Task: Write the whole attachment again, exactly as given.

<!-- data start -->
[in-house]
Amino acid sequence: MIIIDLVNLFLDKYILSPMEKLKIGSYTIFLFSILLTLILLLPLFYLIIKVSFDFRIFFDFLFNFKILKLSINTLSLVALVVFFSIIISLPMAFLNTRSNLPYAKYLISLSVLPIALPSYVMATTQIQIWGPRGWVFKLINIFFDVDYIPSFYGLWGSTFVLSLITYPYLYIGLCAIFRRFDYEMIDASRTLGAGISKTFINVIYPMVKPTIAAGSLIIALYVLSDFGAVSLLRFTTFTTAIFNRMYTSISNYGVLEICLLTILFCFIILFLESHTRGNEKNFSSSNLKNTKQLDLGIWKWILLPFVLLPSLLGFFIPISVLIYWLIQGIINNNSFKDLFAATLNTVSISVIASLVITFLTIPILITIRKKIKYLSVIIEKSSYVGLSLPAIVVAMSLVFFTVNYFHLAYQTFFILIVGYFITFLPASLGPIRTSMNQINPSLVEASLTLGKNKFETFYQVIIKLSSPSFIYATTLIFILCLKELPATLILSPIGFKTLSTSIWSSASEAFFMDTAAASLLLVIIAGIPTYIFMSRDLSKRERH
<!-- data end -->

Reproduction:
[in-house]
Amino acid sequence: MIIIDLVNLFLDKYILSPMEKLKIGSYTIFLFSILLTLILLLPLFYLIIKVSFDFRIFFDFLFNFKILKLSINTLSLVALVVFFSIIISLPMAFLNTRSNLPYAKYLISLSVLPIALPSYVMATTQIQIWGPRGWVFKLINIFFDVDYIPSFYGLWGSTFVLSLITYPYLYIGLCAIFRRFDYEMIDASRTLGAGISKTFINVIYPMVKPTIAAGSLIIALYVLSDFGAVSLLRFTTFTTAIFNRMYTSISNYGVLEICLLTILFCFIILFLESHTRGNEKNFSSSNLKNTKQLDLGIWKWILLPFVLLPSLLGFFIPISVLIYWLIQGIINNNSFKDLFAATLNTVSISVIASLVITFLTIPILITIRKKIKYLSVIIEKSSYVGLSLPAIVVAMSLVFFTVNYFHLAYQTFFILIVGYFITFLPASLGPIRTSMNQINPSLVEASLTLGKNKFETFYQVIIKLSSPSFIYATTLIFILCLKELPATLILSPIGFKTLSTSIWSSASEAFFMDTAAASLLLVIIAGIPTYIFMSRDLSKRERH